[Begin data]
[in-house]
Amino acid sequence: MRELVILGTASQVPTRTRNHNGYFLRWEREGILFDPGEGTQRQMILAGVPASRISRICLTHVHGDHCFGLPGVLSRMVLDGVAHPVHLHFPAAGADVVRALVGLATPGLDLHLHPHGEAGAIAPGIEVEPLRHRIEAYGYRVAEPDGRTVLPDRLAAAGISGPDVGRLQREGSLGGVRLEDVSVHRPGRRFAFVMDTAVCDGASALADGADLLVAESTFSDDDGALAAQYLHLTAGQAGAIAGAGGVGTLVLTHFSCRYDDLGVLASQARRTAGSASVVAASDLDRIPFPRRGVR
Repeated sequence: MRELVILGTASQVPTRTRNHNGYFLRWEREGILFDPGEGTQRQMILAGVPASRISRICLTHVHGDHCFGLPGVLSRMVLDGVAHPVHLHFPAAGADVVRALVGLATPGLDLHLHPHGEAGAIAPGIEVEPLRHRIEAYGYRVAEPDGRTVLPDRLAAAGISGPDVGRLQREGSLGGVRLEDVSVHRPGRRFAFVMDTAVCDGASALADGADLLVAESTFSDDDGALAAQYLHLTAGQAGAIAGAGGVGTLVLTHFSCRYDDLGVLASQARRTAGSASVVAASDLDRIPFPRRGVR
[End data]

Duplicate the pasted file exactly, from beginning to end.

[in-house]
Amino acid sequence: MRELVILGTASQVPTRTRNHNGYFLRWEREGILFDPGEGTQRQMILAGVPASRISRICLTHVHGDHCFGLPGVLSRMVLDGVAHPVHLHFPAAGADVVRALVGLATPGLDLHLHPHGEAGAIAPGIEVEPLRHRIEAYGYRVAEPDGRTVLPDRLAAAGISGPDVGRLQREGSLGGVRLEDVSVHRPGRRFAFVMDTAVCDGASALADGADLLVAESTFSDDDGALAAQYLHLTAGQAGAIAGAGGVGTLVLTHFSCRYDDLGVLASQARRTAGSASVVAASDLDRIPFPRRGVR
Repeated sequence: MRELVILGTASQVPTRTRNHNGYFLRWEREGILFDPGEGTQRQMILAGVPASRISRICLTHVHGDHCFGLPGVLSRMVLDGVAHPVHLHFPAAGADVVRALVGLATPGLDLHLHPHGEAGAIAPGIEVEPLRHRIEAYGYRVAEPDGRTVLPDRLAAAGISGPDVGRLQREGSLGGVRLEDVSVHRPGRRFAFVMDTAVCDGASALADGADLLVAESTFSDDDGALAAQYLHLTAGQAGAIAGAGGVGTLVLTHFSCRYDDLGVLASQARRTAGSASVVAASDLDRIPFPRRGVR